The electricity schedule in what appears to be most areas in Baghdad is currently FIVE hours of no electricity for every one hour of electricity. It’s very frustrating considering the fact that it’s not really cool enough yet for excess electrical heater use- where is it all going? If the electrical situation is this bad now, what happens later when the populace starts needing more electricity?

I intend to spend the rest of the night reading about Bush’s ‘strategy’ for Iraq. I haven’t seen it yet, but I expect it’ll be a repetition of the nonsense he’s been spewing for two and a half years now. Don’t Americans get tired of hearing the same thing?

It’s unbelievable that he’s refused to set a timetable for withdrawal (is he having another "Bring it on..." moment?). It’s almost as if someone is paying him to intentionally sabotage American foreign policy. With every speech he seems to sink himself deeper into the mire. A timetable for complete withdrawal of American forces would be a positive step- it would give Iraqis hope that, eventually, sovereignty will return to Iraq.

As it is, people fear the Americans will be here for the next twenty years- unless they are bombed and attacked out of the country. Although many Iraqis support armed resistance in theory, I think that the average Iraqi simply wants to see them go back home in one piece- we feel sorry for them and especially sorry for their families at times. There are moments when you forget the personal affronts- the raids, the checkpoints, the fear of bombing, the detentions, etc. and you can see through it all to the actual person behind the weapons and body armor... On the other hand, you never forget that it's a foreign occupation and will meet with resistance like all foreign occupations.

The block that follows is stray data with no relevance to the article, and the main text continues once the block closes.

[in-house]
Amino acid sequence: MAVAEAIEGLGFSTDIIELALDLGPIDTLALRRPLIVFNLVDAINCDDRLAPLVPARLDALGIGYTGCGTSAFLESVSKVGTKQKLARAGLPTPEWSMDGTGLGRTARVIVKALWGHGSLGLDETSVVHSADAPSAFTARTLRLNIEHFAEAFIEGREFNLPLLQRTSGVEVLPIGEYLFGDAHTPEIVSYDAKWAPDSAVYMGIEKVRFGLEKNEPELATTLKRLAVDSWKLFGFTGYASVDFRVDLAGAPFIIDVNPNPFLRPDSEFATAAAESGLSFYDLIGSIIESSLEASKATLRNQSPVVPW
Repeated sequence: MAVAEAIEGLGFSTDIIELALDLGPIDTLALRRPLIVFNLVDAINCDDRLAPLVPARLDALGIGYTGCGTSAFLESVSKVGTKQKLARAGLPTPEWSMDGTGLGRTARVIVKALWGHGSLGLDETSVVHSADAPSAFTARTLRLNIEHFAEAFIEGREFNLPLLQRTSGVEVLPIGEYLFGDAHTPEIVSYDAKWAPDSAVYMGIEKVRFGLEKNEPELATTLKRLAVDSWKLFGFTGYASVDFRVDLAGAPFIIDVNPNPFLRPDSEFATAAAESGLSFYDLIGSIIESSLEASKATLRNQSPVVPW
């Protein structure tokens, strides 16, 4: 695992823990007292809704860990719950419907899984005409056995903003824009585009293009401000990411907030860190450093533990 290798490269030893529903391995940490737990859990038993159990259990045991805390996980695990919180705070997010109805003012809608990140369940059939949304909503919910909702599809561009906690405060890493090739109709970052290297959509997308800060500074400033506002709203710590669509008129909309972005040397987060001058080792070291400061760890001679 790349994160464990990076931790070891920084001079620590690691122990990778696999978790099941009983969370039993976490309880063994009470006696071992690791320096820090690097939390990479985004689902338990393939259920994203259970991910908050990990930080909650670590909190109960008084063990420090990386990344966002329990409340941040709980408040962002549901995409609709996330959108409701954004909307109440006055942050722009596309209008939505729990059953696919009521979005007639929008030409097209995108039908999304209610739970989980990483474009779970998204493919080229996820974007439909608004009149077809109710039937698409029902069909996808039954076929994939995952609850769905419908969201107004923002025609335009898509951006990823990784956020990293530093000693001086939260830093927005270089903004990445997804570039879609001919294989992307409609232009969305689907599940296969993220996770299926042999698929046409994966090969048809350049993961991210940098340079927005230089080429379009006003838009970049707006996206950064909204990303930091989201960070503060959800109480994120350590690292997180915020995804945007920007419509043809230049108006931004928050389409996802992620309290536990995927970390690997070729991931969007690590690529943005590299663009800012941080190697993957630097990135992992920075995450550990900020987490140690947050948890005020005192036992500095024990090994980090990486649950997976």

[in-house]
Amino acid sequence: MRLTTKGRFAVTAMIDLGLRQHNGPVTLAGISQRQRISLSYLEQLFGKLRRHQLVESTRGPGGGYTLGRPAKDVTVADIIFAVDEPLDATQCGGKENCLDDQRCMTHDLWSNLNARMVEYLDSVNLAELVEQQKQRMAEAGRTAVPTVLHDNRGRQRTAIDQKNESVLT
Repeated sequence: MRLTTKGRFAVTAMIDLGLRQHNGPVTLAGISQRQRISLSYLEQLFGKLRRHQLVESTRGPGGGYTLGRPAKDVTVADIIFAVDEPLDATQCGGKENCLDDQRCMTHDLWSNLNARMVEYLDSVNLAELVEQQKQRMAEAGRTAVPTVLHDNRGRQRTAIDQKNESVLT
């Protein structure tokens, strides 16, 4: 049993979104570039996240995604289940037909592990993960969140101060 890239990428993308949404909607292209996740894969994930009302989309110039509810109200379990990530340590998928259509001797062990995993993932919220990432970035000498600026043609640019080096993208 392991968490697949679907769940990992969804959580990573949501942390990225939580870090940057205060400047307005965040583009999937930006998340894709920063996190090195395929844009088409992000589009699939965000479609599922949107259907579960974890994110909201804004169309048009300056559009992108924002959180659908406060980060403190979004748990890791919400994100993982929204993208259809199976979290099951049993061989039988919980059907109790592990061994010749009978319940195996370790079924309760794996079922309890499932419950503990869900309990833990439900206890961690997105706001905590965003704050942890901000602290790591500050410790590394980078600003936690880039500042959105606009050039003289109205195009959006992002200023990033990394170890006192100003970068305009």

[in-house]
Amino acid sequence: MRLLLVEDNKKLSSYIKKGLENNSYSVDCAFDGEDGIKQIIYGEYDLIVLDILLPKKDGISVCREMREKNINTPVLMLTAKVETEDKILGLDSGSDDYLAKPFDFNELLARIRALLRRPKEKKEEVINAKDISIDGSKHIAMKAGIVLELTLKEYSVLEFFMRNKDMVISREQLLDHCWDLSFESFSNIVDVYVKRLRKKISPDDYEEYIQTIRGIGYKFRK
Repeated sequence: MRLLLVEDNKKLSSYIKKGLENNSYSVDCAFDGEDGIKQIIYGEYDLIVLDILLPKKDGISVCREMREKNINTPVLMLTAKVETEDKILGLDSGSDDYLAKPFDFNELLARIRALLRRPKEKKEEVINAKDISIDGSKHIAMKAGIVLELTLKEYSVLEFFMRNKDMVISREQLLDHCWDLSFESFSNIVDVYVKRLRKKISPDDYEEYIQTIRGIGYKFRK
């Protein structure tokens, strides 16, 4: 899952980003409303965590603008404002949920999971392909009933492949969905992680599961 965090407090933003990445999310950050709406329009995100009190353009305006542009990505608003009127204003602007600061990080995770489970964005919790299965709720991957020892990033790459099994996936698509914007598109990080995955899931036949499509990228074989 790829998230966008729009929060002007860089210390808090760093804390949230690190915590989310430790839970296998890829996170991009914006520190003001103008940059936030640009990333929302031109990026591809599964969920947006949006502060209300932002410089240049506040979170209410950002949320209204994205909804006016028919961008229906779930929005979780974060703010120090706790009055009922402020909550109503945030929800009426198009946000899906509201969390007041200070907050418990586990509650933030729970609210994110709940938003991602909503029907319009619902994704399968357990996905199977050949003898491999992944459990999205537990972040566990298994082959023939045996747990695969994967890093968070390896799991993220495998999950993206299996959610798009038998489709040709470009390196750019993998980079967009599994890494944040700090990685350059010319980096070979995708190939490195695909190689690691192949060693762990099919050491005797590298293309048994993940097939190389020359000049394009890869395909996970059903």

Bush, Cheney, Rumsfeld and Rice can all swear that American troops will not pull out of the country no matter how many casualties they sustain, but history has proven otherwise…